Strangely Consistent

Musings about programming, Perl 6, and programming Perl 6

t1: Tell knights from knaves

<grondilu> masak: are you sure problem #1 is computationnaly doable? It's not NP = P or something, is it?
* grondilu thinks of it and realizes the number of possibilities is not so large
<grondilu> .oO( 2**number_of_islanders possibilities anyway )

And so, the time-honored tradition of reviewing p6cc solutions begins. Again.

For our first task, we have the very human conundrum of figuring out who is telling the truth and who is lying. Fortunately, on the island of Smul, that's a much more tractable problem than in the real world.

The problem description follows.

## Tell knights from knaves based on what they say

On the mythical island of Smul, people suffer from a rare genetic disorder that
make them either tell the truth all the time, or lie all the time. These are
the only two types of people on the island, known as knights and knaves,

Write a program that takes as input a number of utterances by islanders, and
outputs for each person whether that person is a knight or a knave. If there is
no possible assignment that works, the program should report that no solution
exists. In the case of multiple solutions, the program should report every
possible solution.

The islanders can make four different classes of utterances:

    X is a knight.
    X is a knave.
    X and Y are of the same type.
    X and Y are of different types.

(Here, X and Y are used as metavariables, of course, and can in fact be any
name of an islander.)

Islanders can refer to each other. The same islander can make several
utterances. If an islander mentions another islander that doesn't say anything,
your program should consider the entire input to be erroneous.

Here are a few examples:

    A: A is a knight.

Both a knight and a knave would assert the same thing. So this input has two

    B: B is a knave.

Neither a knight or a knave would ever say this about themselves. So this input
allows no solution.

    C: C and D are of the same type.
    D: D and C are of different types.

Here, the two islanders are contradicting each other, so one of them must be a
knight and the other a knave. But this is exactly what D is saying, so D is the
knight. One solution.

Let's get one obvious thing out of the way: we can solve this with a brute-force method, supposing for each islander in a situation first that he is a knight and then that he is a knave. Each islander thus bifurcates the universe in two possible universes. Two islanders will yield four possible universes to investigate. Three islanders will yield eight universes. Ten islanders will yield 1024 universes. The universes grow exponentially with the islanders. The brute-force solution will always work, but at an exponential slowdown.

Many people choose the brute-force solution. I don't blame them; it's there for the picking. Some people get fancy with logical propositions or "affiliations" between islanders, but they all fall down the exponential pit at one point or another. The brute-forcers are all over the place in terms of style and brevity, and it's quite fun to watch.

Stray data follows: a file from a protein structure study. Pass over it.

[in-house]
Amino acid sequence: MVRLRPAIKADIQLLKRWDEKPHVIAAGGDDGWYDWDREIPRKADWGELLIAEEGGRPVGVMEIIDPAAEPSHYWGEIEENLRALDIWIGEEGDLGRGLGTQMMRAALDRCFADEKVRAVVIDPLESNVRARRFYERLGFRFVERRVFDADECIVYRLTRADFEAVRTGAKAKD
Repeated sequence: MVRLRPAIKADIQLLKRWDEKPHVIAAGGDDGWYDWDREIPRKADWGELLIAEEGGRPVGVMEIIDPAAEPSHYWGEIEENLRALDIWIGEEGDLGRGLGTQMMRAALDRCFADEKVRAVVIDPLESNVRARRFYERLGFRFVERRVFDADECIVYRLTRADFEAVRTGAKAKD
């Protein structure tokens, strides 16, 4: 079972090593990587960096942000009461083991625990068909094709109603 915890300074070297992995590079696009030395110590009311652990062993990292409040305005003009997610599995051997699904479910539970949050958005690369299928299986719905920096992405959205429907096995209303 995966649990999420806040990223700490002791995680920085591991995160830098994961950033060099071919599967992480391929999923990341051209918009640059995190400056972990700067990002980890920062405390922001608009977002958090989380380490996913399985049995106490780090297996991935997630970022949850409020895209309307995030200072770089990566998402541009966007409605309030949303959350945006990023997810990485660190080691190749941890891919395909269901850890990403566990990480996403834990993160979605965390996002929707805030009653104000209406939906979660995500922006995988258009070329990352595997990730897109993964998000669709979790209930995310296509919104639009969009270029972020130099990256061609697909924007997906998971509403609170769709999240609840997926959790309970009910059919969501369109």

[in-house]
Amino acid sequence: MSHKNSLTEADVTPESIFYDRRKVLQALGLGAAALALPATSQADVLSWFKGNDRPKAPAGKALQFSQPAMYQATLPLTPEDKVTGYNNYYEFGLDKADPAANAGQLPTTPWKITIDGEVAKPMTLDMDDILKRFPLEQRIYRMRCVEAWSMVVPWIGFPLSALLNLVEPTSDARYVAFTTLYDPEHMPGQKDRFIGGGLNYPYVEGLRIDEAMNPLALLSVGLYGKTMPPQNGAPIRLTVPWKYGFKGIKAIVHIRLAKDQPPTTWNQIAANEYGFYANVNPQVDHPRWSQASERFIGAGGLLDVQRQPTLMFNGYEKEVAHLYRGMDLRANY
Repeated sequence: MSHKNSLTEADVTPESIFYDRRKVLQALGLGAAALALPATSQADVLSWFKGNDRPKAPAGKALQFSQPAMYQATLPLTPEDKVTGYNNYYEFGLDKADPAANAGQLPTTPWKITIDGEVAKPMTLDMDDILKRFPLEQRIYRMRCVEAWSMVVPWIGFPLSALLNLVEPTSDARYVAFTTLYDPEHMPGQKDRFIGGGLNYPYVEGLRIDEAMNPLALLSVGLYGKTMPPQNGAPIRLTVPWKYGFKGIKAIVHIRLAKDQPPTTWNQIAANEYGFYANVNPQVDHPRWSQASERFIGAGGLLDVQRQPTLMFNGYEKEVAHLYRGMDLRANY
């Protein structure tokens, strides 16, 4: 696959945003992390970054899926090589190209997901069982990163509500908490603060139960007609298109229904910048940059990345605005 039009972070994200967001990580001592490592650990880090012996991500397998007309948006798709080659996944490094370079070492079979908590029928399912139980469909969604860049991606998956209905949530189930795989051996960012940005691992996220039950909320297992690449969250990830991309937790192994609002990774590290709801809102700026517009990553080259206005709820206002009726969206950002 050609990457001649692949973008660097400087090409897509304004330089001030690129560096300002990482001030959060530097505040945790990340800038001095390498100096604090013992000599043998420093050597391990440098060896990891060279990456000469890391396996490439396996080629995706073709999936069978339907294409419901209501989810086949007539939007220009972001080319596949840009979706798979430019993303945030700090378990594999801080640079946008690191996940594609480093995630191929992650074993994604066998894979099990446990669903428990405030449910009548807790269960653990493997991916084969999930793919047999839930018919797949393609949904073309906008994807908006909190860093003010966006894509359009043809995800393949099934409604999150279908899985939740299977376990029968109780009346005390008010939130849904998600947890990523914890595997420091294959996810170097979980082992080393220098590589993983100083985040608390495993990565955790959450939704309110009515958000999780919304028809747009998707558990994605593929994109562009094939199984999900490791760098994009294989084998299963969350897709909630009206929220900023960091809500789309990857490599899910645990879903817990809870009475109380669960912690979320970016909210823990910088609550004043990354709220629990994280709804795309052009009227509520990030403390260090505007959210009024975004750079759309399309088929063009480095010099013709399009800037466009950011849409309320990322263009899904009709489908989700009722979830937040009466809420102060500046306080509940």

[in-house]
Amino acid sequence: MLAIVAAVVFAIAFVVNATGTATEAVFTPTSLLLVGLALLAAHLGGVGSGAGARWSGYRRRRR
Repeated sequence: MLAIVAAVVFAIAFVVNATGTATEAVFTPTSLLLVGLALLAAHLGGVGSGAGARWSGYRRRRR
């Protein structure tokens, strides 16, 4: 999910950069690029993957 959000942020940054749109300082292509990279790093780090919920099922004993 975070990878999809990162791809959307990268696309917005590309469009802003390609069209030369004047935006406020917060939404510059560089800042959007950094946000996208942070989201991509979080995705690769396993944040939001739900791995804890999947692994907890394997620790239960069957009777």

Then there's this one contestant that gets the nice solution. It always thrills me when that happens.

Here, let me lay it out for you. Let 0 mean False/knave and 1 mean True/knight. Then let's translate the four possible utterances to equations:

By some amazing coincidence, all the utterances can be put into more or less the same mold, and the only operator used is xor. It's actually fun to translate these formulas back, and get alternative formulations of things, sometimes giving a different perspective on things:

From that first formulation we see why, when A is asserting that A is a knight, that utterance devolves into a tautology A = A. It's as if an islander cannot assert his own knighthood solely on his own authority.

From the second formulation we see why, when A is asserting that A is a knave, such an utterance devolves into a contradiction A = 1 xor A. There just isn't any such number A. (We'd have to look in the murky domain of fuzzy logic, but that's outside the realm of the island of Smul.)

Anyway, translating all the utterances to this form is a big win. Now we can make a linear equation system of all the utterances, and solve the linear equation system. Do we have fast algorithms for that? Yes, we do! Gaussian elimination has an arithmetic complexity of O(n3). That's quite an improvement on exponential brute force!

We must take care to do all the additions and subtractions as xors, though. This is because our underlying algebra is truth values, outside of which we may not stray. So we're really doing Gaussian elimination on the quotient ring Z/2Z.

In the literature, we find this problem as XOR-satisfiability. Wikipedia dignifies it with two sentences.

One contestant did it this way. Yay him. You should check out his solution.

Here are the solutions, and my reviews of same. Enjoy.

Next up: rectangle haikus, possibly the most fun I've ever had with a p6cc task.